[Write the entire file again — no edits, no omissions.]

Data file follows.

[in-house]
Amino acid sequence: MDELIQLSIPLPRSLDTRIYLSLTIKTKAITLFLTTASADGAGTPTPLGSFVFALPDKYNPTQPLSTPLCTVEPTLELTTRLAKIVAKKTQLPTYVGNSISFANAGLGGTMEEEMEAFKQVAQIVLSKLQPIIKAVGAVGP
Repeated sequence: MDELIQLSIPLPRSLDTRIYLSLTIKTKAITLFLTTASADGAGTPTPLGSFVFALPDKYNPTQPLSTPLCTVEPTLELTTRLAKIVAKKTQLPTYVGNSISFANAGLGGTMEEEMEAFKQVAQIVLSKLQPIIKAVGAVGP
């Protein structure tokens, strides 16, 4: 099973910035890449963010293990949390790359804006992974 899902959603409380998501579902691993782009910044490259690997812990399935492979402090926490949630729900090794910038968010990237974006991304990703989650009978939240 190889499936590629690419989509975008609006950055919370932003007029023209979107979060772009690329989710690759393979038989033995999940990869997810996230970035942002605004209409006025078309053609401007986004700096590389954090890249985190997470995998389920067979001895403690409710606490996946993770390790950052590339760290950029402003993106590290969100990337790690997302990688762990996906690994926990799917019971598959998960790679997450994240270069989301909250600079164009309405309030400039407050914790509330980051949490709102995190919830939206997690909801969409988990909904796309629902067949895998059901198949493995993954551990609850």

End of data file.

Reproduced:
[in-house]
Amino acid sequence: MDELIQLSIPLPRSLDTRIYLSLTIKTKAITLFLTTASADGAGTPTPLGSFVFALPDKYNPTQPLSTPLCTVEPTLELTTRLAKIVAKKTQLPTYVGNSISFANAGLGGTMEEEMEAFKQVAQIVLSKLQPIIKAVGAVGP
Repeated sequence: MDELIQLSIPLPRSLDTRIYLSLTIKTKAITLFLTTASADGAGTPTPLGSFVFALPDKYNPTQPLSTPLCTVEPTLELTTRLAKIVAKKTQLPTYVGNSISFANAGLGGTMEEEMEAFKQVAQIVLSKLQPIIKAVGAVGP
């Protein structure tokens, strides 16, 4: 099973910035890449963010293990949390790359804006992974 899902959603409380998501579902691993782009910044490259690997812990399935492979402090926490949630729900090794910038968010990237974006991304990703989650009978939240 190889499936590629690419989509975008609006950055919370932003007029023209979107979060772009690329989710690759393979038989033995999940990869997810996230970035942002605004209409006025078309053609401007986004700096590389954090890249985190997470995998389920067979001895403690409710606490996946993770390790950052590339760290950029402003993106590290969100990337790690997302990688762990996906690994926990799917019971598959998960790679997450994240270069989301909250600079164009309405309030400039407050914790509330980051949490709102995190919830939206997690909801969409988990909904796309629902067949895998059901198949493995993954551990609850």